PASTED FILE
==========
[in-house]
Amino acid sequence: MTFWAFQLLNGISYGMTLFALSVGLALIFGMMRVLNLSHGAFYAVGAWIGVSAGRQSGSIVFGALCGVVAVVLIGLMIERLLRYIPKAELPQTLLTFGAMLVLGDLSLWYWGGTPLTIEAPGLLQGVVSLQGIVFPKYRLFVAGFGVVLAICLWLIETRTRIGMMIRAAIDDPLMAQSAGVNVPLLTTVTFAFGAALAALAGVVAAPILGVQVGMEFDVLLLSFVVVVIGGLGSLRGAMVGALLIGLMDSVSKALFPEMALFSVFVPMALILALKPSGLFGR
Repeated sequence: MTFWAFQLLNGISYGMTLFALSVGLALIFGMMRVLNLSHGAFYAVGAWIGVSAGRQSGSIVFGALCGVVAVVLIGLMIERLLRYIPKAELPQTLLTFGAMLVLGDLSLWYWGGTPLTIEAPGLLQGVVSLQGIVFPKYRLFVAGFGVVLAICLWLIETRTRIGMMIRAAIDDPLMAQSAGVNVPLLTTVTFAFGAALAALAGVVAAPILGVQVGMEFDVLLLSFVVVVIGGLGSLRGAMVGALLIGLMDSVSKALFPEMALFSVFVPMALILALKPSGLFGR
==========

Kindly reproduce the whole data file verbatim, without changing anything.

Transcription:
[in-house]
Amino acid sequence: MTFWAFQLLNGISYGMTLFALSVGLALIFGMMRVLNLSHGAFYAVGAWIGVSAGRQSGSIVFGALCGVVAVVLIGLMIERLLRYIPKAELPQTLLTFGAMLVLGDLSLWYWGGTPLTIEAPGLLQGVVSLQGIVFPKYRLFVAGFGVVLAICLWLIETRTRIGMMIRAAIDDPLMAQSAGVNVPLLTTVTFAFGAALAALAGVVAAPILGVQVGMEFDVLLLSFVVVVIGGLGSLRGAMVGALLIGLMDSVSKALFPEMALFSVFVPMALILALKPSGLFGR
Repeated sequence: MTFWAFQLLNGISYGMTLFALSVGLALIFGMMRVLNLSHGAFYAVGAWIGVSAGRQSGSIVFGALCGVVAVVLIGLMIERLLRYIPKAELPQTLLTFGAMLVLGDLSLWYWGGTPLTIEAPGLLQGVVSLQGIVFPKYRLFVAGFGVVLAICLWLIETRTRIGMMIRAAIDDPLMAQSAGVNVPLLTTVTFAFGAALAALAGVVAAPILGVQVGMEFDVLLLSFVVVVIGGLGSLRGAMVGALLIGLMDSVSKALFPEMALFSVFVPMALILALKPSGLFGR